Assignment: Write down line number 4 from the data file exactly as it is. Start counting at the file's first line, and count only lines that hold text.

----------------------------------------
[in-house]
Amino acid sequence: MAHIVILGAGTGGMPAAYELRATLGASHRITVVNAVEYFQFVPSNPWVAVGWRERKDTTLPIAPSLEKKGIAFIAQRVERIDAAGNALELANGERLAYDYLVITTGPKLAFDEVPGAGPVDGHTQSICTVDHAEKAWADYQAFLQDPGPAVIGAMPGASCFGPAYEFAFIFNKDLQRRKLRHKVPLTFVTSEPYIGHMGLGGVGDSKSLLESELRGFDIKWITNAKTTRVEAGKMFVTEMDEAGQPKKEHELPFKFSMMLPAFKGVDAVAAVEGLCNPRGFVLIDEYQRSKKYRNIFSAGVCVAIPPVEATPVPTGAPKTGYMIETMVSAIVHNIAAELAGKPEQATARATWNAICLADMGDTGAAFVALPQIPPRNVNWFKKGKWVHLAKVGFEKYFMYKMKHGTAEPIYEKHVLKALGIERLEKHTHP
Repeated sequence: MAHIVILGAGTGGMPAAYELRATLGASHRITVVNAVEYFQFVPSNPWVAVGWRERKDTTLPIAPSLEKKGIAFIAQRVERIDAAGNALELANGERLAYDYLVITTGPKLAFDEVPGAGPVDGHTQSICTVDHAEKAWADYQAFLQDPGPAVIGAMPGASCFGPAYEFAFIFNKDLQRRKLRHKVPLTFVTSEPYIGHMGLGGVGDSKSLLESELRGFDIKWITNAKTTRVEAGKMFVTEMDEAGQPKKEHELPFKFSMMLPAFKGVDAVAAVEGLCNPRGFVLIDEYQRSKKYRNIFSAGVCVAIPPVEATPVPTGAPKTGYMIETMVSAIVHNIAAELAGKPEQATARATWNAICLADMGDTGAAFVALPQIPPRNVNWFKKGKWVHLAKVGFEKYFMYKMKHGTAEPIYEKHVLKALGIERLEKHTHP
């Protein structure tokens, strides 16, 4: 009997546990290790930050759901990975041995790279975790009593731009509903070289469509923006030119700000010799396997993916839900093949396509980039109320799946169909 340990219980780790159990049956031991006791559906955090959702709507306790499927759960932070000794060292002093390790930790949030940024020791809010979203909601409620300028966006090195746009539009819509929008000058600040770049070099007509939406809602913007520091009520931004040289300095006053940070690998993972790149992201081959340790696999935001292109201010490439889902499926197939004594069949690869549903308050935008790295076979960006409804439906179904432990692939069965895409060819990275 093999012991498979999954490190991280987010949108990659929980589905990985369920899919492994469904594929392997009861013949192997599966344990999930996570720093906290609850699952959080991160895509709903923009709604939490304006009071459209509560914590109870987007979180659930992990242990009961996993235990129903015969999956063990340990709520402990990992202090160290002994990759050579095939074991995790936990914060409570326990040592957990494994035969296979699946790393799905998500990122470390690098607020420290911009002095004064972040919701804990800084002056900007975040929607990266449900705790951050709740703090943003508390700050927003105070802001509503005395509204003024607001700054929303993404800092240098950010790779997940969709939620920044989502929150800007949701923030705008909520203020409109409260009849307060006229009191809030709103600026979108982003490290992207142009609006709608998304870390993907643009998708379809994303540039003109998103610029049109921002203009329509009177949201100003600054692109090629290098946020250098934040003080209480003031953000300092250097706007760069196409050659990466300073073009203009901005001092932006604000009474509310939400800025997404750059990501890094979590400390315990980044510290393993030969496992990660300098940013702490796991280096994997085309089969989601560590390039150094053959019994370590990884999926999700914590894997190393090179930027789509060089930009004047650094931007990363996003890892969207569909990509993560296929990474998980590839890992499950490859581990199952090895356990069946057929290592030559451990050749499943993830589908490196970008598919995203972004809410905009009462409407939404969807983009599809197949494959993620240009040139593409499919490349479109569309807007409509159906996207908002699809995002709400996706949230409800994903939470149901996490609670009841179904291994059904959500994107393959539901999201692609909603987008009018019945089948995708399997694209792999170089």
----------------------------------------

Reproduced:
């Protein structure tokens, strides 16, 4: 009997546990290790930050759901990975041995790279975790009593731009509903070289469509923006030119700000010799396997993916839900093949396509980039109320799946169909 340990219980780790159990049956031991006791559906955090959702709507306790499927759960932070000794060292002093390790930790949030940024020791809010979203909601409620300028966006090195746009539009819509929008000058600040770049070099007509939406809602913007520091009520931004040289300095006053940070690998993972790149992201081959340790696999935001292109201010490439889902499926197939004594069949690869549903308050935008790295076979960006409804439906179904432990692939069965895409060819990275 093999012991498979999954490190991280987010949108990659929980589905990985369920899919492994469904594929392997009861013949192997599966344990999930996570720093906290609850699952959080991160895509709903923009709604939490304006009071459209509560914590109870987007979180659930992990242990009961996993235990129903015969999956063990340990709520402990990992202090160290002994990759050579095939074991995790936990914060409570326990040592957990494994035969296979699946790393799905998500990122470390690098607020420290911009002095004064972040919701804990800084002056900007975040929607990266449900705790951050709740703090943003508390700050927003105070802001509503005395509204003024607001700054929303993404800092240098950010790779997940969709939620920044989502929150800007949701923030705008909520203020409109409260009849307060006229009191809030709103600026979108982003490290992207142009609006709608998304870390993907643009998708379809994303540039003109998103610029049109921002203009329509009177949201100003600054692109090629290098946020250098934040003080209480003031953000300092250097706007760069196409050659990466300073073009203009901005001092932006604000009474509310939400800025997404750059990501890094979590400390315990980044510290393993030969496992990660300098940013702490796991280096994997085309089969989601560590390039150094053959019994370590990884999926999700914590894997190393090179930027789509060089930009004047650094931007990363996003890892969207569909990509993560296929990474998980590839890992499950490859581990199952090895356990069946057929290592030559451990050749499943993830589908490196970008598919995203972004809410905009009462409407939404969807983009599809197949494959993620240009040139593409499919490349479109569309807007409509159906996207908002699809995002709400996706949230409800994903939470149901996490609670009841179904291994059904959500994107393959539901999201692609909603987008009018019945089948995708399997694209792999170089």